So McIlroy 2012 has been forgotten? Both money lists as well…

  2. Brett

    Nov 23, 2013 at 5:43 am

    Ben Hogan 72/72. Pinehurst. 1st win

  3. Jack

    Nov 21, 2013 at 3:41 am

    Wow 68 of 72? Geez. Amazing

  4. Pat M

    Nov 20, 2013 at 10:34 pm

    I am very happy for Henrik. He is the king of golf right now and a great chap.

  5. Taylor

    Nov 20, 2013 at 5:06 pm

    Stenson is a beast right now. I hope he keeps it up for next year’s Majors.

  6. Nick O'Hern

    Nov 20, 2013 at 4:34 pm

    Does anyone know if the number of greens Stenson hit (68/72) at the finale in Dubai is a record on any professional tour?

    Cheers

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Equipment

The coolest wedge stampings on the PGA Tour (RSM Classic Edition)

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Wedge stampings are the eye-popping garnish on the glorious plates of golf equipment. Maybe this isn’t exactly the right metaphor, because, well, the parsley (wedge stamp) isn’t as mouth-water as the Wagyu (wedge), but you get the point…right?

Anyway, let’s look at some wedges from the RSM Classic a couple of weeks ago and see what stampings and paintfills the pros were showcasing at Sea Island.

You may not know Anthony Cordes, but surely you’ll want to add him to your shortlist of players to passionately root for after seeing this Wedding Crashers-inspired wedge.

Bo Van Pelt is a fairly cool dude. That usually happens if your name is “Bo”—the nomenclature brings with it a certain je ne sais quoi. When you’ve got initials that sound great together—BVP—you don’t need to add any unnecessary elements to the recipe.

We’ll assume Anastissia and Victoria are Brendan Steele’s daughters, and not that he has an appreciation for royalty of antiquity. Cool stamping with the pink-filled dots.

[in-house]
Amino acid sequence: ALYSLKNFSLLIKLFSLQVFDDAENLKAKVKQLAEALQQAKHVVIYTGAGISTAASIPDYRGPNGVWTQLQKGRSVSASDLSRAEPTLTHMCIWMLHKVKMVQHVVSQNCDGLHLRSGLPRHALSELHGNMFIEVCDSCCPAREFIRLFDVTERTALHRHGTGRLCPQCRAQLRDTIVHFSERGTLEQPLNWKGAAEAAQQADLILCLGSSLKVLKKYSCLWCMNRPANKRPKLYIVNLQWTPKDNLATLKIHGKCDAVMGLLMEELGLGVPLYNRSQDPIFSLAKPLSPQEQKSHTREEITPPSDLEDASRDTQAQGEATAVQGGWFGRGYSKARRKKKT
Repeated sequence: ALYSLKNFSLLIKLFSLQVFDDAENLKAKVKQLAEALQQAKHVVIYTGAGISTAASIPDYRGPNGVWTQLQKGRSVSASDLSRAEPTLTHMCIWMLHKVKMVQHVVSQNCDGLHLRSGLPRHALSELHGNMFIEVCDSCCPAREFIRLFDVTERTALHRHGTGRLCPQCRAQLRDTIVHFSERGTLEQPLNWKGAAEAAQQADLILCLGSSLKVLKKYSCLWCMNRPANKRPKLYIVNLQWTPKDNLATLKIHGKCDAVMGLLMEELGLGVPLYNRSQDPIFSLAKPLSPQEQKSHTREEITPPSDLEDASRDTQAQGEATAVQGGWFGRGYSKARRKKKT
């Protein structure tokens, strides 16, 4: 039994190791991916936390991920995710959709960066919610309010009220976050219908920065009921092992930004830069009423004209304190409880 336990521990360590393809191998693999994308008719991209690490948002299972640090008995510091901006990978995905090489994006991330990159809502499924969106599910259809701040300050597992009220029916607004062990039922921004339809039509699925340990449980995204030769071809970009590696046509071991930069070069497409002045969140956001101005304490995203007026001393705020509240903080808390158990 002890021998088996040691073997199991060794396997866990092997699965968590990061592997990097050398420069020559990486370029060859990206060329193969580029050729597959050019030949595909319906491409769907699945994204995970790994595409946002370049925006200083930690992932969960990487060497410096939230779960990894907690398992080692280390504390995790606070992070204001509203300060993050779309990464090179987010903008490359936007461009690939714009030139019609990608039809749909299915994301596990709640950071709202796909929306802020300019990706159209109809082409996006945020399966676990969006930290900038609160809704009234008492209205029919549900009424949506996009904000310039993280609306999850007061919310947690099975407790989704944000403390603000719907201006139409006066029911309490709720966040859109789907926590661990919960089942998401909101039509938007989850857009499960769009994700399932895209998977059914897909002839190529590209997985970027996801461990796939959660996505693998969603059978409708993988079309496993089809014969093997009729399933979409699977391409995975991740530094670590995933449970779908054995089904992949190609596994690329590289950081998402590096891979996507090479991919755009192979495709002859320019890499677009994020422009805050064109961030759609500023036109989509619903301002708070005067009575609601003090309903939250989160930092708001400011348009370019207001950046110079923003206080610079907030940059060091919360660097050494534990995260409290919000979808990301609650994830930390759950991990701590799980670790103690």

Look past David Hearn gaming 2011 TaylorMade TP MC irons to the lead tape and stamping on his SM4 (!) wedges. The Canadian knows what he likes!

Similar to the proposition raised in the Bo Van Pelt section: “Hank” is a fairly cool name. If you’re referred to as such, get it stamped on your wedge and call it a day.

Jhonattan Vegas’ Mizuno irons always feature tidy “JV” stamping, and he’s extended the treatment to his prototype Artisan wedges, which are peeking out below.

Also on the Mizuno front, Lucas Glover has his JPX 919 irons stamped with his initials (no paintfill—nastiness), but his 52-degree wedge feature the loft it is bent to (54 degrees)—a classic stamping.

Michael Gligic was the only “MG” in the RSM Classic field, so we’re assuming these are his wedges. They could, however, be stamped with someone with a real affinity for the model.

See more photos from the RSM Classic here. 

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Tour Photo Galleries

Photos from the 2020 RSM Classic

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GolfWRX is live from Sea Island Golf Club in St,. Simons Island, Georgia for the RSM Classic.

Coming the week after the Masters, plenty of players from the tournament in Augusta are making their way 3.5 hours South to the Davis Love III-hosted event.

We have six general galleries of photos for you to check out as well as new shafts from UST Mamiya and a welcome resurrection of two decade-old White Hot putter models.

General Galleries

Other Galleries

See what GolfWRXers and join the discussion in the forums: 2020 RSM Classic WITB Photos- discussion

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Tour Photo Galleries

Photos from the 2020 Houston Open

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GolfWRX is live from the Vivint Houston Open at Memorial Park Golf Course, where players who, well, like to play before majors are playing (including Mav McNealy with some vintage Nike blades in the featured image).

The likes of Phil Mickelson and Dustin Johnson will be making their final tune-ups before next week’s test at Augusta National.

On the subject of tuning, players who will be competing at ANGC are getting their bags dialed and those who won’t are free to experiment as they start to consider their 2021 artillery.

General galleries

Special galleries